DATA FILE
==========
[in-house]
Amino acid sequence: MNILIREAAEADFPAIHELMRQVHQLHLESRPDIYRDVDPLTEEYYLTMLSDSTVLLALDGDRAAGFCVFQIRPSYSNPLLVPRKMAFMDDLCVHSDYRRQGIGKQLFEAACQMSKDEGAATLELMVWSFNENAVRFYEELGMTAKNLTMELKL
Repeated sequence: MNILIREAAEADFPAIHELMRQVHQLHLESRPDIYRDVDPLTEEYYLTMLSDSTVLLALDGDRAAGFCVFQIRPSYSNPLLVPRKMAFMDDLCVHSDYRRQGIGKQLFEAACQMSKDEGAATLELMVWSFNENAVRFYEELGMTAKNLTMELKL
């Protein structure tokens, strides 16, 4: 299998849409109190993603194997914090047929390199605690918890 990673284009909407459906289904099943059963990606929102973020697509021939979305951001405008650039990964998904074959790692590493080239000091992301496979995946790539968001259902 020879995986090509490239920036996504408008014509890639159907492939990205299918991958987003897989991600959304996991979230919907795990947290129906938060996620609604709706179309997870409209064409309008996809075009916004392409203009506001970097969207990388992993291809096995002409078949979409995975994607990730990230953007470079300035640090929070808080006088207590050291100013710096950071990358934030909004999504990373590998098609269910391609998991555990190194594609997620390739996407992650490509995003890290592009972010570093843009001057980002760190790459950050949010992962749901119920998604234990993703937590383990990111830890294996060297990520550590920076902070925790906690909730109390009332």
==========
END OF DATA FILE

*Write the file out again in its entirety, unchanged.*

[in-house]
Amino acid sequence: MNILIREAAEADFPAIHELMRQVHQLHLESRPDIYRDVDPLTEEYYLTMLSDSTVLLALDGDRAAGFCVFQIRPSYSNPLLVPRKMAFMDDLCVHSDYRRQGIGKQLFEAACQMSKDEGAATLELMVWSFNENAVRFYEELGMTAKNLTMELKL
Repeated sequence: MNILIREAAEADFPAIHELMRQVHQLHLESRPDIYRDVDPLTEEYYLTMLSDSTVLLALDGDRAAGFCVFQIRPSYSNPLLVPRKMAFMDDLCVHSDYRRQGIGKQLFEAACQMSKDEGAATLELMVWSFNENAVRFYEELGMTAKNLTMELKL
């Protein structure tokens, strides 16, 4: 299998849409109190993603194997914090047929390199605690918890 990673284009909407459906289904099943059963990606929102973020697509021939979305951001405008650039990964998904074959790692590493080239000091992301496979995946790539968001259902 020879995986090509490239920036996504408008014509890639159907492939990205299918991958987003897989991600959304996991979230919907795990947290129906938060996620609604709706179309997870409209064409309008996809075009916004392409203009506001970097969207990388992993291809096995002409078949979409995975994607990730990230953007470079300035640090929070808080006088207590050291100013710096950071990358934030909004999504990373590998098609269910391609998991555990190194594609997620390739996407992650490509995003890290592009972010570093843009001057980002760190790459950050949010992962749901119920998604234990993703937590383990990111830890294996060297990520550590920076902070925790906690909730109390009332």